President Donald J. Trump Announces Judicial Nominees, etc... (3/1/19)

Only a few judicial nominees in this group, plus United States Marshal and United States Attorney nominees.

3 Article III District Judges and 2 Article I Judges of the Court of Federal Claims.

No circuit judge nominees in this group.

Only the 5 Judge nominees quoted below.

(Note to mods: As a work of the United States Government, the following material is in the public domain. Attribution is given to the White House Press Office.)

Robert J. Colville of Pennsylvania, to serve as District Judge on the U.S. District Court for the Western District of Pennsylvania. Robert Colville is a judge on the Allegheny County Court of Common Pleas, where he currently presides over a civil litigation calendar, including complex commercial litigation matters. Prior to joining the bench in 2000, Judge Colville practiced at Piertragallo, Bosick & Gordon, where he handled all manner of civil litigation, including products liability and insurance defense cases. Upon graduation from law school, Judge Colville clerked for Justice Ralph J. Cappy of the Pennsylvania Supreme Court. Judge Colville received his J.D. from Duquesne University School of Law and his B.A. from Pennsylvania State University, University Park.

Stephanie L. Haines of Pennsylvania, to serve as District Judge on the U.S. District Court for the Western District of Pennsylvania. Stephanie Haines is an Assistant United States Attorney in the U.S. Attorney’s Office for the Western District of Pennsylvania. Ms. Haines serves as the sole prosecutor in the Johnstown, Pennsylvania, Branch Office and handles a wide variety of federal criminal matters. Ms. Haines has also served as an Assistant United States Attorney in the U.S. Attorney’s Office for the Southern District of West Virginia. Prior to joining the Justice Department, Ms. Haines was a member of the United States Army Judge Advocate General’s Corps, where she served as both a prosecutor and defense appellate specialist. Ms. Haines remains a reserve member of the United States Air Force Judge Advocate General’s Corps. Ms. Haines received her J.D. from Ohio Northern University College of Law and her B.A. from Juniata College.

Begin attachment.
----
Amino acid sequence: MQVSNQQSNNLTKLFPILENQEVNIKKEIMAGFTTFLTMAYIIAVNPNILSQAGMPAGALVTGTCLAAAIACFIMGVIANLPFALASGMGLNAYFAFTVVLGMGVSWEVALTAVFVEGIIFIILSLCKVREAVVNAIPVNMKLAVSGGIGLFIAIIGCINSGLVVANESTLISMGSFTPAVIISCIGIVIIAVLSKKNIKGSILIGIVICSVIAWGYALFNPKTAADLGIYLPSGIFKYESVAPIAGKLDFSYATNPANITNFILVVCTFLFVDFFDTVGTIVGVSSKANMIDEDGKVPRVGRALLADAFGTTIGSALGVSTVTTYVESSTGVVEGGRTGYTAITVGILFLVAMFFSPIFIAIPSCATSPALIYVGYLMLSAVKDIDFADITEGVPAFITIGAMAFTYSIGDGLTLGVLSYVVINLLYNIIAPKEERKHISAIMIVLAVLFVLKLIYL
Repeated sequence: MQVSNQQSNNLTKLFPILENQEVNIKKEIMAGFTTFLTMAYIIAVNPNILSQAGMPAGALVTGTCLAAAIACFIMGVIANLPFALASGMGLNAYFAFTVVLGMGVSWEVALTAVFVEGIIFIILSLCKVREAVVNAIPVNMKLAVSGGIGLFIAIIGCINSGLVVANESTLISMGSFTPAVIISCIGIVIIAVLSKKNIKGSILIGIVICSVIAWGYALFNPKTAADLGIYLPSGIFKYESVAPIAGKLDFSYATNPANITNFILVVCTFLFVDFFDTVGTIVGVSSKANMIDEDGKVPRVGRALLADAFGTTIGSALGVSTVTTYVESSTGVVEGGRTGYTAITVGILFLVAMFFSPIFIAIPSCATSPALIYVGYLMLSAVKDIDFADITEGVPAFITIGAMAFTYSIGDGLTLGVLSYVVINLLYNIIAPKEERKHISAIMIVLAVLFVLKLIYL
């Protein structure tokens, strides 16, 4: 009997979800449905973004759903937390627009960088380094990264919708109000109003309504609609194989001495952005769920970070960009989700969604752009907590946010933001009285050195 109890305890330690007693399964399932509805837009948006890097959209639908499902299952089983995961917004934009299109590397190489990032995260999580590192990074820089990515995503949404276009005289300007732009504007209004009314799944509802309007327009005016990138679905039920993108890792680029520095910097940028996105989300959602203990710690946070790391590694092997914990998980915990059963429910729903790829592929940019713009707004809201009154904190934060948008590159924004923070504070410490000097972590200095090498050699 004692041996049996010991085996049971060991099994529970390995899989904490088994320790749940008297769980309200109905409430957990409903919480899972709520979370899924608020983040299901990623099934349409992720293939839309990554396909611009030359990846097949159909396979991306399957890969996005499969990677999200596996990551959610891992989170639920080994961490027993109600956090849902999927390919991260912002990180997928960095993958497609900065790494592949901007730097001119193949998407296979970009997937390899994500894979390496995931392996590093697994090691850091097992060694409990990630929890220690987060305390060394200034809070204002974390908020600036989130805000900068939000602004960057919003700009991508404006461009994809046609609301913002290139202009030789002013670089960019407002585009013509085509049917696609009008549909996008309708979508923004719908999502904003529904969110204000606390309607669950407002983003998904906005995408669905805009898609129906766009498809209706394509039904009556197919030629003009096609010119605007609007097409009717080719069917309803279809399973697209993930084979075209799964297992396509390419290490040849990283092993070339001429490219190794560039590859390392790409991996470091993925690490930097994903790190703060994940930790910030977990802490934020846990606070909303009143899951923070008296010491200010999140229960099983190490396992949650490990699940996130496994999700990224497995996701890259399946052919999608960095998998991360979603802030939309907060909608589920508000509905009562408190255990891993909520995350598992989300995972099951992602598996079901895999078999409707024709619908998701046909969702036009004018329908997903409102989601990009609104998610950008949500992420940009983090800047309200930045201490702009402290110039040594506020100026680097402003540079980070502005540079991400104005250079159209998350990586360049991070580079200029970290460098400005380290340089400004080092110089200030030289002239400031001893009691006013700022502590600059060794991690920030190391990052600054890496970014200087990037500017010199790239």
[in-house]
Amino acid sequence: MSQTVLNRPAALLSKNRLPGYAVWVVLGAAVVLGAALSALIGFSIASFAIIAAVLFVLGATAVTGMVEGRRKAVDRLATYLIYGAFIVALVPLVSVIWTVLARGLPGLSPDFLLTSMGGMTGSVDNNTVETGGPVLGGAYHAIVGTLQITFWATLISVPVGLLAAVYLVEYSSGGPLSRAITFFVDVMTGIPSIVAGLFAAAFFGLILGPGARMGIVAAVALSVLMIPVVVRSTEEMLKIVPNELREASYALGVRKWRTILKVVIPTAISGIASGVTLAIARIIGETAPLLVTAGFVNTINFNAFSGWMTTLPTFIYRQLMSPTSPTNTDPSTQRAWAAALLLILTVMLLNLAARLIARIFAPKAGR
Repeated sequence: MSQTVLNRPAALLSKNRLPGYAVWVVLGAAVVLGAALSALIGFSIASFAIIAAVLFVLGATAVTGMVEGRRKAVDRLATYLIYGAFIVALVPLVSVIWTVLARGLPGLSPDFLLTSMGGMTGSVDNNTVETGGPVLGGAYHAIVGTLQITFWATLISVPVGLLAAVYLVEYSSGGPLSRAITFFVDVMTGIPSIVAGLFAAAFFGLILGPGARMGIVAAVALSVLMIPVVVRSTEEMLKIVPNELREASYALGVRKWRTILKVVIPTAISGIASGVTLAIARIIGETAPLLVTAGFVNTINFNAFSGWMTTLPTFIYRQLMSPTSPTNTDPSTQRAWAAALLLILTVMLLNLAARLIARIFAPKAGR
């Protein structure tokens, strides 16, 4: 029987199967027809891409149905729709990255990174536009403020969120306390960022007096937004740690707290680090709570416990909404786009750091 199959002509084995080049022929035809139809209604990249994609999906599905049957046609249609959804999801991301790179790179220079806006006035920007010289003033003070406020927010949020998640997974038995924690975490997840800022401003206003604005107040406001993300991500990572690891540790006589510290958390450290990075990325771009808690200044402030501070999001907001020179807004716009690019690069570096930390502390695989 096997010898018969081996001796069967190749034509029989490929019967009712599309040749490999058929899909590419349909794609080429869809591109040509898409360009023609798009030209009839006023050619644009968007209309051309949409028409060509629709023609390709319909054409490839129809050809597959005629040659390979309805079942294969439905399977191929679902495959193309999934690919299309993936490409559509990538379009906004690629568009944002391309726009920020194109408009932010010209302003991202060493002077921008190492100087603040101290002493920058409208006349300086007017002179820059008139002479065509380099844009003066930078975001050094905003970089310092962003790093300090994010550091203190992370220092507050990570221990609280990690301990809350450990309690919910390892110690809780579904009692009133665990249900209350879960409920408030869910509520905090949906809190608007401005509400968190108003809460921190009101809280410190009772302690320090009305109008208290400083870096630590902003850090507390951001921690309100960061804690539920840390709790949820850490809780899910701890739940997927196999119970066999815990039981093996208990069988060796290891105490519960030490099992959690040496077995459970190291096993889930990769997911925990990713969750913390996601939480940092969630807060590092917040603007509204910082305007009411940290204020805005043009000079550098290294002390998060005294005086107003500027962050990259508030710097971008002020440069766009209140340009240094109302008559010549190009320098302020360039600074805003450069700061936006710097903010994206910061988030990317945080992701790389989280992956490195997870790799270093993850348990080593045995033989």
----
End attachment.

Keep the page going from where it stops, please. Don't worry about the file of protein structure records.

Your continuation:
Jason K. Pulliam of Texas, to serve as District Judge on the U.S. District Court for the Western District of Texas. Jason Pulliam is Of Counsel with Prichard Young, where his practice focuses on complex civil litigation matters. Prior to joining the firm in 2015, Mr. Pulliam served as a Justice on Texas’ Fourth Court of Appeals and a judge for the Bexar County Court at Law, handling both civil and criminal matters. Mr. Pulliam has also served as a member of the United States Marine Corps Judge Advocate General’s Corps, serving as defense counsel. Mr. Pulliam received his J.D., cum laude , from the Thurgood Marshall School of Law at Texas Southern University and an M.A. and B.A., cum laude , from Brooklyn College.